HAS it ever been easier for governments to avoid responsibility and create scapegoats? As long as the villains are persona non grata to the left – or at least culturally invisible to it – any distraction will do. Want to ban an Islamic terrorist group without copping grief from the aggrieved? Simple: ban a non-existent “right-wing” outfit at the same time. Don’t want the sting of responsibility for forensic lab bungles during a young woman’s murder investigation? Do a Palaszczuk and blame it all on the LNP. And, of course, if you absolutely, positively have to get out of Dodge overnight: the unvaccinated ! They’re labelled refuseniks but recusants is more accurate.
Enter AdBlue. The shortage of the urea-derived diesel cleanser continues to be a sleeper crisis that may become a serious problem early in the new year. Two weeks ago, I quoted Bob Katter pleading with the Morrison government to suspend regulations mandating AdBlue for the nation’s trucking fleet (excepting older models). Since then, a Federal ‘task force’ has overseen a deal with Indonesia to secure 5000 tonnes of urea (enough to last a week) and another with Incitec Pivot to boost local production to a mega-quantity. Fair enough but nobody is sure how much AdBlue is available right now to keep the country provisioned over the next few months. The government’s estimate is about 15 million litres – enough for five weeks, possibly seven. Australian Trucking Association chairman David Smith says Incitec’s product won’t be on the market until the end of January. On my reading of the volumes being cited, it’s going to be a close-run thing.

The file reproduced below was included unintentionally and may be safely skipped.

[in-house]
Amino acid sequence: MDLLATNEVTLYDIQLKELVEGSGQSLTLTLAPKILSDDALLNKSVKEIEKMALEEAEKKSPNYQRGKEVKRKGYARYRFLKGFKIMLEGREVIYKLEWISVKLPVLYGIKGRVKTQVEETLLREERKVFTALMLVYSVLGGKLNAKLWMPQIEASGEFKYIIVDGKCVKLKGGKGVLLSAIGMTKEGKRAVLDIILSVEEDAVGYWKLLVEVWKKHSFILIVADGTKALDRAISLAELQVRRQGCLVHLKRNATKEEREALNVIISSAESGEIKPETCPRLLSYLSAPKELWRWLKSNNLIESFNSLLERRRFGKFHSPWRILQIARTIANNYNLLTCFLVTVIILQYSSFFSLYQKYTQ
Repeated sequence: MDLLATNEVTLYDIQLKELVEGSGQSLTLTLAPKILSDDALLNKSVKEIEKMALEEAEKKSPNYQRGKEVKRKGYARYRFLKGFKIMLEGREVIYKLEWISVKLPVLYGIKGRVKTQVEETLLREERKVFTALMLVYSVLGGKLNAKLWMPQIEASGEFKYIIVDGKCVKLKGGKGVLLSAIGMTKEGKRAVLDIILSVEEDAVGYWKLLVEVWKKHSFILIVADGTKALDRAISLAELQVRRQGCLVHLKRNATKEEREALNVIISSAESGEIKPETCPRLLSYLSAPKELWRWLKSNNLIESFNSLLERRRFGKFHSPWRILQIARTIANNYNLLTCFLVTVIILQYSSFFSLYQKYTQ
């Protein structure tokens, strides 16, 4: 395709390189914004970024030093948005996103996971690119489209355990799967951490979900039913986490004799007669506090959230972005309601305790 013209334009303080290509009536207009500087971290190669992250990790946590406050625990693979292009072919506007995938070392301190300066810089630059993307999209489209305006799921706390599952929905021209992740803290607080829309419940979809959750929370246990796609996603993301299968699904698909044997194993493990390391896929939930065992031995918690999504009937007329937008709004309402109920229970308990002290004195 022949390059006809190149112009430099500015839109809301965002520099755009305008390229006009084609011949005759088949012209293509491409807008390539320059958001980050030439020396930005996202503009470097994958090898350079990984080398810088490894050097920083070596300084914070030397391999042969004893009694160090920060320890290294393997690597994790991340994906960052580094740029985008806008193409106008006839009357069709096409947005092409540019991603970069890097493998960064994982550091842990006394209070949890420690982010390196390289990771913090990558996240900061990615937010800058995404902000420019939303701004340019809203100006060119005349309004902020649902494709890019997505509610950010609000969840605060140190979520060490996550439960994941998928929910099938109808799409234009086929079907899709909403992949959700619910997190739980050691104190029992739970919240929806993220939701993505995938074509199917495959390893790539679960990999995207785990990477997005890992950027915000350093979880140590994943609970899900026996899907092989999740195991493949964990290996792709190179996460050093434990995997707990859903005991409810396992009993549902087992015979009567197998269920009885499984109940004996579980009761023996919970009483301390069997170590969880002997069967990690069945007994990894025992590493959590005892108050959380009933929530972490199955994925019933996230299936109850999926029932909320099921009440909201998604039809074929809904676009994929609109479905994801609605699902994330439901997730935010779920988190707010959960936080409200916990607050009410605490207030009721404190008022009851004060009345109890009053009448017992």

Fortunately, AdBlue is no more mechanically necessary for a diesel engine than a Save The Whales sticker. That means this is the gentlest kind of supply chain warning a nation ever gets. Big enough to shake things up; not big enough to cause a food riot. Running a just in time system for industrial necessities – let alone via the good offices of a stroppy totalitarian behemoth – has been foolish for a long time. It isn’t China’s fault we don’t have strategic reserves of urea or the capacity to whisk it up. On the subject of blame, a Federal government that calls in the ACCC to monitor AdBlue prices four days after the ACCC sanctioned emergency collusion in the industry takes a sliver of cake. Not the whole blame-somebody-else cake; not this year.
HAS it ever been easier for governments to avoid responsibility and create scapegoats?
Castro says “non”.
It’s a substance unneeded but mandated. The worst sort of government interference
A courageous government might get an independent scientist to examine the actual impact of not injecting tonnes of urea into the nation’s exhaust pipes every day. Rather like the assertion that paper bags and aluminium cans were bad for the environment, I suspect they will find that perhaps the impacts have been overstated.